Charges filed in 37-year-old murder | Crime | The Press and Standard

by | December 2, 2015 3:35 pm

Last Updated: December 7, 2015 at 4:23 pm

Wednesday morning, Walterboro Police Chief Wade Marvin announced that the decades-old investigation into the murder of Gwendolyn Elaine Fogle had reached a conclusion.
Marvin reported that on Monday, Walterboro Police Department Corporal Gean Johnson of the city’s detective bureau had served warrants on charges of murder, first-degree criminal sexual conduct and first-degree burglary against James Willie Butterfield, 59, in connection with the May 28, 1978 rape and murder of Fogle, who was generally known throughout the community by her middle name, Elaine.
In the early hours of that May morning, Fogle’s roommate and her male friend raced to the city’s police station.
The roommate had returned late from a trip to another part of the state to find Fogle, a 26-year-old nurse, covered in blood on the floor of their small home on South Lemacks Street home. Officers went to the home and found Fogle dead; she had been beaten and then strangled with a fire poker.
The crime scene was processed by agents from the South Carolina Law Enforcement Division and numerous people interviewed.
Despite the mammoth amount of information amassed, investigators could not identify a suspect.
For the next 37 years, members of the city police department and agents with SLED periodically revisited the case with fresh eyes, but the killer continued to elude them. That pursuit ended Monday.
Marvin said that Butterfield was currently incarcerated in another part of the state, but said he could not identify the location or the charges that had led to his incarceration.
Marvin said in a prepared news release that shortly after he had been named the city’s police chief, the department was contacted by Fogle’s family inquiring about new leads in the case.
“They were also her biggest advocate over the years and their knowledge of the case was better than any case file we had,” the chief said.
A few months after taking office, Marvin hired Gean Johnson to work as an investigator. Johnson came to the department with 14 years’ experience in investigations and 23 years’ experience as a police officer. Marvin said Johnson told him, “If you want to reopen it, I would love to work it.”
Johnson was assigned to review the massive case file in May of this year, near the anniversary date of the killing 37 years ago.
“He began making headway with new leads,” Marvin said in the press release.
Johnson began looking into the original case file and years of follow-ups concerning the homicide and other criminal activity around the time of the homicide. Johnson reviewed the persons of interest, interviews and resubmitted original evidence from the crime scene to SLED for analysis.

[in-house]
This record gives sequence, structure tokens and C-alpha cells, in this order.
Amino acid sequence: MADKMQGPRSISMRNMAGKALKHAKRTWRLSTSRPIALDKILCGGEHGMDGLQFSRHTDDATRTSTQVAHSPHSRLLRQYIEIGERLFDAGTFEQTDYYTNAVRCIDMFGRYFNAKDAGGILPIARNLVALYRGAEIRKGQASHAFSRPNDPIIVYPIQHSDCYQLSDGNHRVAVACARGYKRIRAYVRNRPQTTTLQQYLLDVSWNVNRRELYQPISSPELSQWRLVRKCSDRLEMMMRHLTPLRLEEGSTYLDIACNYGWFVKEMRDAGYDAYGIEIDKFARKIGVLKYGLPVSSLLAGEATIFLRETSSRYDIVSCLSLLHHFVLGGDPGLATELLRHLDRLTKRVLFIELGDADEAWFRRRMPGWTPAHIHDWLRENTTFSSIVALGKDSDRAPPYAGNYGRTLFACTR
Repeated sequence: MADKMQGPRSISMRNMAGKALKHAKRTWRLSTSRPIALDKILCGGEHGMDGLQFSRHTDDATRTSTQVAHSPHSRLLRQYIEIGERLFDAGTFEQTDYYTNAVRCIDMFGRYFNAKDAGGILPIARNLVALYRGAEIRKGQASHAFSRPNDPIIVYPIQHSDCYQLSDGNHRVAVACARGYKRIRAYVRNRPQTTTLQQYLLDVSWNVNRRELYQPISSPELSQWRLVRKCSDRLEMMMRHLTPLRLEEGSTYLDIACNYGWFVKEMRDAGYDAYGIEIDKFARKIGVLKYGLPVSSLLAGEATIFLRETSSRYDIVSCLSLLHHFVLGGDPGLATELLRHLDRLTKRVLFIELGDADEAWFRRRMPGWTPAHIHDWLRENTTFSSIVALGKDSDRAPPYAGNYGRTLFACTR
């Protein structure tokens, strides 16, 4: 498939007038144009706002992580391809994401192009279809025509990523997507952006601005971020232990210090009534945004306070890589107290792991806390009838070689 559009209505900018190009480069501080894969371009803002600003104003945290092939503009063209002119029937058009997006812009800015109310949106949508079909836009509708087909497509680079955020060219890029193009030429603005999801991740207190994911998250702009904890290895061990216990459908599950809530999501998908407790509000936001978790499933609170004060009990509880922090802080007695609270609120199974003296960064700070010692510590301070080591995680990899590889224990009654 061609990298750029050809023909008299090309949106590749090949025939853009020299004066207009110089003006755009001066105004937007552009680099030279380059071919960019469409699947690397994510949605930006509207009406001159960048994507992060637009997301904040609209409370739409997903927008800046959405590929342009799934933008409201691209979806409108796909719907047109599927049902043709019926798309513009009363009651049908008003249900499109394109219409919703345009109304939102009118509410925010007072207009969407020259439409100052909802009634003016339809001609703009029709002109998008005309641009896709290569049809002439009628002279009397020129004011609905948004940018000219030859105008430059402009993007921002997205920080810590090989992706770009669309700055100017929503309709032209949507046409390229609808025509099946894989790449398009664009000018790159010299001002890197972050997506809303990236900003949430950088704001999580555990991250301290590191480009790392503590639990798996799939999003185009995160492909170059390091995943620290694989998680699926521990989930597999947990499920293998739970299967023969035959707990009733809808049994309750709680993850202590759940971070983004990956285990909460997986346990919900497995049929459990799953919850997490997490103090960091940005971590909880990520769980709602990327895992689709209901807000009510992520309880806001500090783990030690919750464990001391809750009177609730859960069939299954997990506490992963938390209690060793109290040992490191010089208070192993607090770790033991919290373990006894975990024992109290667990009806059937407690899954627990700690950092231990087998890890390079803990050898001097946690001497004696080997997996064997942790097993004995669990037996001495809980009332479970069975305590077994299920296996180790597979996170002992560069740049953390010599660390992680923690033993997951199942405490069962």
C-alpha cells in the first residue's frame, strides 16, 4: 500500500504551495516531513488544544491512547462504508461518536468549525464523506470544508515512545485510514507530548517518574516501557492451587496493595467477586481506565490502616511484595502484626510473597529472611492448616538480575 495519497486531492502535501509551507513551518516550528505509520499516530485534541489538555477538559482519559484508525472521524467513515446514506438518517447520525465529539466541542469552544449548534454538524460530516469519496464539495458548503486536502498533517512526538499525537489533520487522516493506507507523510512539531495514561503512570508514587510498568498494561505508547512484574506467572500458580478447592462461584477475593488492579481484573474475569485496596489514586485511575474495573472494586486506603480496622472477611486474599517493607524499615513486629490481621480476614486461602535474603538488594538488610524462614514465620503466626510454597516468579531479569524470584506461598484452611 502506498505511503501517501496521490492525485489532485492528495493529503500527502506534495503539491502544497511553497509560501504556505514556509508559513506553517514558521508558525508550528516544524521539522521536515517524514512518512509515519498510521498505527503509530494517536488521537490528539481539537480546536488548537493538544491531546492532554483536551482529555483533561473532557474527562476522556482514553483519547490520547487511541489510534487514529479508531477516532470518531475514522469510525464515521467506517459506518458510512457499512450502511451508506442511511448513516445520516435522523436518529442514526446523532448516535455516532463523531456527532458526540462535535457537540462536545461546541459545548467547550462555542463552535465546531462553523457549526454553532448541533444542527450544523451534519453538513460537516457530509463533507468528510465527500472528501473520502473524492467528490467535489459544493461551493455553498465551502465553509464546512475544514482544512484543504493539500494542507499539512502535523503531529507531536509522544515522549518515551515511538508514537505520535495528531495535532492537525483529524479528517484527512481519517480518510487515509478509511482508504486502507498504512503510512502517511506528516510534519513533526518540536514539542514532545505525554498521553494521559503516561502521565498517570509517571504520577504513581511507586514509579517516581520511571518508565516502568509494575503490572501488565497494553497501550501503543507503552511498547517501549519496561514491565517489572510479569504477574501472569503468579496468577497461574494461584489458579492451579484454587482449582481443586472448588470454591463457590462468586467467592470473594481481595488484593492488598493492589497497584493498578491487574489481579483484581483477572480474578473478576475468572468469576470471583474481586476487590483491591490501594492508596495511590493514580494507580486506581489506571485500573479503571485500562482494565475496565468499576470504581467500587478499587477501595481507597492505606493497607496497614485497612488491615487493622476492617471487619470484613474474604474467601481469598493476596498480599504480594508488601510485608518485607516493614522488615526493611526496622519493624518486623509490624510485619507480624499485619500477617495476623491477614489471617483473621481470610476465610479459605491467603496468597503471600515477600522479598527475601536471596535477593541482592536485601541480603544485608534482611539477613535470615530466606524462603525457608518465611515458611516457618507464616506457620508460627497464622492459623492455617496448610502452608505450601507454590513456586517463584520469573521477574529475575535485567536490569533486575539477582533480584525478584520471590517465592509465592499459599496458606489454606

Over the course of the investigation, James Willie Butterfield, an original person of interest, became the primary suspect.
Numerous interviews and extensive hours of investigative tactics were conducted to exclude other persons of interest: it was through evidence collected from the original crime scene that Johnson was able to determine Butterfield was the suspect.
Following the announcement, Marvin said, “We are 100 percent sure of the match.” The information leading to identifying Butterfield as the suspect had been double- and triple-checked, he added.
Marvin, following the announcement, suggested that Johnson “took this to heart. He spent time with the family — his investigation was just above and beyond. It was good, hard police work.”
“It took someone who was as passionate about the case as the family,” Marvin said.
But, he added, the officers who had handled the initial investigation of the homicide also deserved recognition. If those involved in the initial investigation had not done a thorough job, we would not be here today. There was an unbelievable amount of evidence for this case,” he said.
“We have had an overwhelming amount of support from the original case workers, family members, and outside agencies,” Marvin added.  The chief reported that current and former members of the South Carolina Law Enforcement Division and members of the cold case bureau of the Beaufort Sheriff’s Office had been involved in the work leading up to the arrest.
“The closure of this case would not be possible without the hard work and investigative skills of the original case officers and SLED agents who assisted in processing the scene and preserving evidence over time,” Marvin said in the release. “If those involved in the initial investigation had not done a thorough job, we would not be here today. There was an unbelievable amount of evidence for this case.”
“We would like to thank everyone who has played a role in helping to bring closure to Ms. Fogle’s family, who have endured years of unrest from this tragedy,” Marvin said.
“Our police department has done some outstanding work over the last few months. We are proud of the work they have done, this is something our citizens will be glad to hear,” said Mayor Bill Young as the announcement was made.
“Gean did a great work on this but the guys at the top and the city manager had to be on board,” he added.



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